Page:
This week, we decided to profile a student journalist from a school in our network. Why? It’s always interesting to get a peek into a peer’s brain, especially if that brain is focused on journalism. Plus, SNO loves to recognize hard work and dedication. Plus, students are cool.
Dan Fishbein is co-editor-in-chief of the Algonquin Harbinger, where he’s been honing his journalism skills for four years. Now a senior, Dan started off as a staff writer and sports editor. In addition to writing for the Harbinger, he’s also written for several regional publications including the Cape Codder, Cape Cod Day, and the Harwich Oracle. In 2013, he received a CSPA Honorable Mention for his editorial, “Cheating to stay on top must stop.”
Dan’s obsession with journalism began with sports; he’s a self-described ESPN nut. But his interests have expanded to include political coverage as well. Now he finds story ideas all around him. “The best stories reveal the human element within all of us, these deep interpersonal connections we have with each other,” he says. “I try to take time to listen to people…their stories are really interesting.”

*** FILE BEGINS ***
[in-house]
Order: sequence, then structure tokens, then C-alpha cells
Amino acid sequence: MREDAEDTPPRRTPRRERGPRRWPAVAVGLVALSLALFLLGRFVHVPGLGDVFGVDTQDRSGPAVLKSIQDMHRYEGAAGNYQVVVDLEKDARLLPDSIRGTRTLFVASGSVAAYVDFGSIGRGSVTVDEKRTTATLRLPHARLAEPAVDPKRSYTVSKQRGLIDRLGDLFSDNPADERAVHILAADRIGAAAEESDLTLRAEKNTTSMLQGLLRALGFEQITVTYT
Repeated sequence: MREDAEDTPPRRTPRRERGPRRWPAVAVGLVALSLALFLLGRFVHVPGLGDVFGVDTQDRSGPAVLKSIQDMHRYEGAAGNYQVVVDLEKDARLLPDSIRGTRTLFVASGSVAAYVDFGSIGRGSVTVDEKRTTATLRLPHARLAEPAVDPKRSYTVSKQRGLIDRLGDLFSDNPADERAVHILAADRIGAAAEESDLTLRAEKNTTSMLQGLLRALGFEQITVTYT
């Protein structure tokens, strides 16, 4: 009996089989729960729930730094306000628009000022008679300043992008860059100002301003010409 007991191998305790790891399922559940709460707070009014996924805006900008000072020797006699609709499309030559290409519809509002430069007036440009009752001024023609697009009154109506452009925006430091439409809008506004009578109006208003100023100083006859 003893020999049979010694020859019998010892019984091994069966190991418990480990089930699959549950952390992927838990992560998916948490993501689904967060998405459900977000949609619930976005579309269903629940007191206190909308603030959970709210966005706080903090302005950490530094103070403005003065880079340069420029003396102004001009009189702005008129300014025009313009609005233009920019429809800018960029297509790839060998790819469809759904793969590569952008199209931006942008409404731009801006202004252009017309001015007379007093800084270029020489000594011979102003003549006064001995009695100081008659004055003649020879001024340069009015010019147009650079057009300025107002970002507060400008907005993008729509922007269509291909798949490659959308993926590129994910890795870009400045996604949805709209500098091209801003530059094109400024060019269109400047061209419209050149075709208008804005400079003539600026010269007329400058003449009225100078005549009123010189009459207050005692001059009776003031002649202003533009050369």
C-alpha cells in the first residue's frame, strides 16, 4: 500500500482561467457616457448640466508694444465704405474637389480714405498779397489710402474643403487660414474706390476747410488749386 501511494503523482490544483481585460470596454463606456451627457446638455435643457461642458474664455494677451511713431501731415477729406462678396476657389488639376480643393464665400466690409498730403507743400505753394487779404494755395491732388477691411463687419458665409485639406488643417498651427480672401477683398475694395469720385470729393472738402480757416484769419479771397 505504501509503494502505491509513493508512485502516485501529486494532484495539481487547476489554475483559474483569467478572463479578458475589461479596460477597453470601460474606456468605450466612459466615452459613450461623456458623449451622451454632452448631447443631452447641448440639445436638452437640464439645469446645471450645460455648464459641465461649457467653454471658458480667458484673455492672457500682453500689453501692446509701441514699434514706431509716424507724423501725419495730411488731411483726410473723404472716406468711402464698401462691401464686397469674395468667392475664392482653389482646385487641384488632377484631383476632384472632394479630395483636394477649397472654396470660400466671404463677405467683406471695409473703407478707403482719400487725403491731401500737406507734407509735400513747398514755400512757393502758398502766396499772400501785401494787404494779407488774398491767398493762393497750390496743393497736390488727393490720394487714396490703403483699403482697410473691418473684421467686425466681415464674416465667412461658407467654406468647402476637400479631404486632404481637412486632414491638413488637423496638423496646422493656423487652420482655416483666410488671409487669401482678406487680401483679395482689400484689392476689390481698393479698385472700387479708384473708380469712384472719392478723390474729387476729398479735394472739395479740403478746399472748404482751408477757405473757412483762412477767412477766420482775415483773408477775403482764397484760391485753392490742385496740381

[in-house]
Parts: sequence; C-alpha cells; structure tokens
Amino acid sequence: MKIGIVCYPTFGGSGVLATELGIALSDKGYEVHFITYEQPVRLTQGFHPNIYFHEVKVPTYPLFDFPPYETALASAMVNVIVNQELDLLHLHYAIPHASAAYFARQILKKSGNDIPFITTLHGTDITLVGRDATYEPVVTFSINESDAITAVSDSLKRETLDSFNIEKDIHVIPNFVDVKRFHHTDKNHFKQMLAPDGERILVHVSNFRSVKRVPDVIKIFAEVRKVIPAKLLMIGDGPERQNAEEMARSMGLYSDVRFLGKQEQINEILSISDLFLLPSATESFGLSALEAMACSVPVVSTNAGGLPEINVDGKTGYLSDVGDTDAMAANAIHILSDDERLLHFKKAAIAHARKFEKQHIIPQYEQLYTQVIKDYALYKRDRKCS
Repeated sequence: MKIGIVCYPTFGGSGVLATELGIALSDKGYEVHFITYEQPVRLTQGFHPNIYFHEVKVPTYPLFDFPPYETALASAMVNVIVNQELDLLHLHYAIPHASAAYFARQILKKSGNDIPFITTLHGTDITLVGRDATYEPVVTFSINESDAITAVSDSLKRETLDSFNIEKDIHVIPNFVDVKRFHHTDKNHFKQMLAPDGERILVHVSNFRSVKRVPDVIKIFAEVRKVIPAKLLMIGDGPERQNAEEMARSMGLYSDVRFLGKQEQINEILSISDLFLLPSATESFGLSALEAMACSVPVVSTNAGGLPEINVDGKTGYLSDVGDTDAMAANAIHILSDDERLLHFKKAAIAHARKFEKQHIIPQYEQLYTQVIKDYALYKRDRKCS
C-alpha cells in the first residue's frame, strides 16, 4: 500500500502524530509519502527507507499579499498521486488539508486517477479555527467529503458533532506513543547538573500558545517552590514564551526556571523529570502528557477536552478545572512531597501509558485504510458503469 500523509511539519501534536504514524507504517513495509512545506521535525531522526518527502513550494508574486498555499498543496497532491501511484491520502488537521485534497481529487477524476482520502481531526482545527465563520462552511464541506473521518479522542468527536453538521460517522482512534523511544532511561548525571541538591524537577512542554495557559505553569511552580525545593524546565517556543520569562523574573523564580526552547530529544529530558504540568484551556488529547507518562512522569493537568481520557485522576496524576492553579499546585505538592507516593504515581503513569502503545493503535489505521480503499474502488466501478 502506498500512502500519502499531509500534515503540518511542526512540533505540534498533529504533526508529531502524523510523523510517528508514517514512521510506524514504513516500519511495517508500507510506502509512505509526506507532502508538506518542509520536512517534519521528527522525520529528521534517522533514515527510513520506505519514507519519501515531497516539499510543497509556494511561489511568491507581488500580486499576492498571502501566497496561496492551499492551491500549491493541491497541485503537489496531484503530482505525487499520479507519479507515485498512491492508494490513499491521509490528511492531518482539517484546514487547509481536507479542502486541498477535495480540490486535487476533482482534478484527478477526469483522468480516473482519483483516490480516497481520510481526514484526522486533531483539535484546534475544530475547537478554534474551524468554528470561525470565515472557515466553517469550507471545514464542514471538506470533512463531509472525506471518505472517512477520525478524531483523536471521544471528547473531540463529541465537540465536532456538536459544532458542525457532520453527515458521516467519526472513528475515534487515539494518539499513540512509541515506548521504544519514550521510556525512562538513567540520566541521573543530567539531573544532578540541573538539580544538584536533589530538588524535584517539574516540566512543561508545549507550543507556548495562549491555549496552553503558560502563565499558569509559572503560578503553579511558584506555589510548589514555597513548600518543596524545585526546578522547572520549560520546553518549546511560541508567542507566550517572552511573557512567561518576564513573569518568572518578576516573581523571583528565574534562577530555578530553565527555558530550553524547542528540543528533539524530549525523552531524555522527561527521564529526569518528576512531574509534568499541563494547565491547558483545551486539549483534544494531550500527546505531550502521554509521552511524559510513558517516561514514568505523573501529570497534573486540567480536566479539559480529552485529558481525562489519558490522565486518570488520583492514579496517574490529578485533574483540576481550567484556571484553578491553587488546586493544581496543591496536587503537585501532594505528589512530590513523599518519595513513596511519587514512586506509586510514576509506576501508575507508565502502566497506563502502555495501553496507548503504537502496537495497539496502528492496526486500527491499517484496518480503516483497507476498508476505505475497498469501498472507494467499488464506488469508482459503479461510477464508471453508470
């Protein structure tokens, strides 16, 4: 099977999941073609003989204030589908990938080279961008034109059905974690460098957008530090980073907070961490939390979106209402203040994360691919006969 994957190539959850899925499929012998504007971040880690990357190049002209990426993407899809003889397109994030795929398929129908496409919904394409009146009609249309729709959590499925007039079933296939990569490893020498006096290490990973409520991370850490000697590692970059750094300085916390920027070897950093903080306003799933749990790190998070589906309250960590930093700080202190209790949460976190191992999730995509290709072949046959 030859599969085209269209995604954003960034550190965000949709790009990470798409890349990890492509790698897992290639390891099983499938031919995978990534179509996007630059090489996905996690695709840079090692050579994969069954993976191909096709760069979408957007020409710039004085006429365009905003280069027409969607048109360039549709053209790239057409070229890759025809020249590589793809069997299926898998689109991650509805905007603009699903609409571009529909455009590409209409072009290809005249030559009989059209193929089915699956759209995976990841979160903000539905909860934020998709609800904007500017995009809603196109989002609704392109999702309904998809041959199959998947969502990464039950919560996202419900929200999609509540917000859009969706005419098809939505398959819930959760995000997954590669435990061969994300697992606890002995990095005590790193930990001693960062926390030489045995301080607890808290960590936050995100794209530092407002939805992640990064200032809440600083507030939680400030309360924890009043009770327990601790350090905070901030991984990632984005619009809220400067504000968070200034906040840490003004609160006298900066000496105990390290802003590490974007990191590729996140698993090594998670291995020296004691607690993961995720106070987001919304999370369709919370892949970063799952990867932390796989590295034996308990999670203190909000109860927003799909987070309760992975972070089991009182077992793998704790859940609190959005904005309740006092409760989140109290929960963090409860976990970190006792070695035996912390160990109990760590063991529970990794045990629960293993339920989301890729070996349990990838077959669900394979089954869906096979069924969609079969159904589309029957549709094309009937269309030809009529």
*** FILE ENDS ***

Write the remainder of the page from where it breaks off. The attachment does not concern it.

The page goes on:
The article Dan is most proud of is also one of the most difficult he’s written–an in-depth profile of Brian Arsenault, an ARHS alumnus killed while serving in Afghanistan. “Some of my sources for that article were crying while talking to me,” he says. “The story’s incredibly sad, and conveying that is a challenge I’d never really had before.”
Though Dan is realistic about what he calls the “precariousness of the field,” he’d still like to pursue a career in journalism. Last summer he participated in a six-week intensive journalism course at Northwestern University. He’s also hoping to attend their journalism school after graduation.
Above all, Dan is modest. “I’m not really sure I’m qualified to give advice to other young journalists, as I haven’t really done anything yet myself,” he says. “I think what I need to do, and what others need to do, is to stay hungry, keep an eye out for news, and follow our passions.”